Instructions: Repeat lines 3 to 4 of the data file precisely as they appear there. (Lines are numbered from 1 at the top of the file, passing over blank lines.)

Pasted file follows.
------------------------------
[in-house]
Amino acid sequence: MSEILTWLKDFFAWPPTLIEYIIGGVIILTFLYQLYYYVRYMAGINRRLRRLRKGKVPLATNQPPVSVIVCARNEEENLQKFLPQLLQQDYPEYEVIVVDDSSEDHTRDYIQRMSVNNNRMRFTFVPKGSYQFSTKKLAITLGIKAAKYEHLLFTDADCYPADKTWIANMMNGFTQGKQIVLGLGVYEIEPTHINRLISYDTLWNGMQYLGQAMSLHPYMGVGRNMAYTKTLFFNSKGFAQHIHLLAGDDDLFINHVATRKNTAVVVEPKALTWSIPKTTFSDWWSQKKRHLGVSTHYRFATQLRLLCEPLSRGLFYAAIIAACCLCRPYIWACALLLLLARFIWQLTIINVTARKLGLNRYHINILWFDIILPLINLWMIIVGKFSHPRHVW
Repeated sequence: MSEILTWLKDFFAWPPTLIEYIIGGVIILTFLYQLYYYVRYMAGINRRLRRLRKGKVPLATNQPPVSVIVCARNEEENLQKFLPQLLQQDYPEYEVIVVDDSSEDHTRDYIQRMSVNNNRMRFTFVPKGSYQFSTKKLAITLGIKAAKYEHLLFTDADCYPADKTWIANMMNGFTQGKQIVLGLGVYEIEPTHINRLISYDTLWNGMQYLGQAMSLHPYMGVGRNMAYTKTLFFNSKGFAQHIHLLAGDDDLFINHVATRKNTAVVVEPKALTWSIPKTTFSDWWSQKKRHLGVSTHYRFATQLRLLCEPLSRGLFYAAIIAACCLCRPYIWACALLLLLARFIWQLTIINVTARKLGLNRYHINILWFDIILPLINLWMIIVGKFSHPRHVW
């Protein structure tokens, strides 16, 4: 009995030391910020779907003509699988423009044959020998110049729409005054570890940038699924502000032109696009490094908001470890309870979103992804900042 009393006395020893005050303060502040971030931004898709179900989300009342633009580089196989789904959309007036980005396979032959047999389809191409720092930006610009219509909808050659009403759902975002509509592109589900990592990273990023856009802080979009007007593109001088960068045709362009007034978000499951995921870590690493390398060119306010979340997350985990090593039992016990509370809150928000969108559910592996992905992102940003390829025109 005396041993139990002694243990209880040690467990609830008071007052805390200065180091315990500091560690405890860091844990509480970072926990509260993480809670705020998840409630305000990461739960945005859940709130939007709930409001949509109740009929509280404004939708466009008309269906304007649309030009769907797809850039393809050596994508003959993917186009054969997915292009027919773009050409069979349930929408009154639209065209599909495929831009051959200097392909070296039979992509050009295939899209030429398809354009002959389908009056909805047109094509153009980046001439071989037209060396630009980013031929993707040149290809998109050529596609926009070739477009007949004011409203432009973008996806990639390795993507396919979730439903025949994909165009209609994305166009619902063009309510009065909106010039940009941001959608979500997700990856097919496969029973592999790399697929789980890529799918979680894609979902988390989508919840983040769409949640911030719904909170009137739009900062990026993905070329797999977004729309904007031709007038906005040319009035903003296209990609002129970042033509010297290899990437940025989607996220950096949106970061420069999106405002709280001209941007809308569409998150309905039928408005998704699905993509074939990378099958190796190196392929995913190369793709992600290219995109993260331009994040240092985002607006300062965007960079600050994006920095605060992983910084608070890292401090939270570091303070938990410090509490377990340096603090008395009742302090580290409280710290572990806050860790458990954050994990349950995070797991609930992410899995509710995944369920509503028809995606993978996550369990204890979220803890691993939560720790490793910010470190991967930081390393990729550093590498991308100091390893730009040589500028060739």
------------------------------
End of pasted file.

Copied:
Repeated sequence: MSEILTWLKDFFAWPPTLIEYIIGGVIILTFLYQLYYYVRYMAGINRRLRRLRKGKVPLATNQPPVSVIVCARNEEENLQKFLPQLLQQDYPEYEVIVVDDSSEDHTRDYIQRMSVNNNRMRFTFVPKGSYQFSTKKLAITLGIKAAKYEHLLFTDADCYPADKTWIANMMNGFTQGKQIVLGLGVYEIEPTHINRLISYDTLWNGMQYLGQAMSLHPYMGVGRNMAYTKTLFFNSKGFAQHIHLLAGDDDLFINHVATRKNTAVVVEPKALTWSIPKTTFSDWWSQKKRHLGVSTHYRFATQLRLLCEPLSRGLFYAAIIAACCLCRPYIWACALLLLLARFIWQLTIINVTARKLGLNRYHINILWFDIILPLINLWMIIVGKFSHPRHVW
């Protein structure tokens, strides 16, 4: 009995030391910020779907003509699988423009044959020998110049729409005054570890940038699924502000032109696009490094908001470890309870979103992804900042 009393006395020893005050303060502040971030931004898709179900989300009342633009580089196989789904959309007036980005396979032959047999389809191409720092930006610009219509909808050659009403759902975002509509592109589900990592990273990023856009802080979009007007593109001088960068045709362009007034978000499951995921870590690493390398060119306010979340997350985990090593039992016990509370809150928000969108559910592996992905992102940003390829025109 005396041993139990002694243990209880040690467990609830008071007052805390200065180091315990500091560690405890860091844990509480970072926990509260993480809670705020998840409630305000990461739960945005859940709130939007709930409001949509109740009929509280404004939708466009008309269906304007649309030009769907797809850039393809050596994508003959993917186009054969997915292009027919773009050409069979349930929408009154639209065209599909495929831009051959200097392909070296039979992509050009295939899209030429398809354009002959389908009056909805047109094509153009980046001439071989037209060396630009980013031929993707040149290809998109050529596609926009070739477009007949004011409203432009973008996806990639390795993507396919979730439903025949994909165009209609994305166009619902063009309510009065909106010039940009941001959608979500997700990856097919496969029973592999790399697929789980890529799918979680894609979902988390989508919840983040769409949640911030719904909170009137739009900062990026993905070329797999977004729309904007031709007038906005040319009035903003296209990609002129970042033509010297290899990437940025989607996220950096949106970061420069999106405002709280001209941007809308569409998150309905039928408005998704699905993509074939990378099958190796190196392929995913190369793709992600290219995109993260331009994040240092985002607006300062965007960079600050994006920095605060992983910084608070890292401090939270570091303070938990410090509490377990340096603090008395009742302090580290409280710290572990806050860790458990954050994990349950995070797991609930992410899995509710995944369920509503028809995606993978996550369990204890979220803890691993939560720790490793910010470190991967930081390393990729550093590498991308100091390893730009040589500028060739």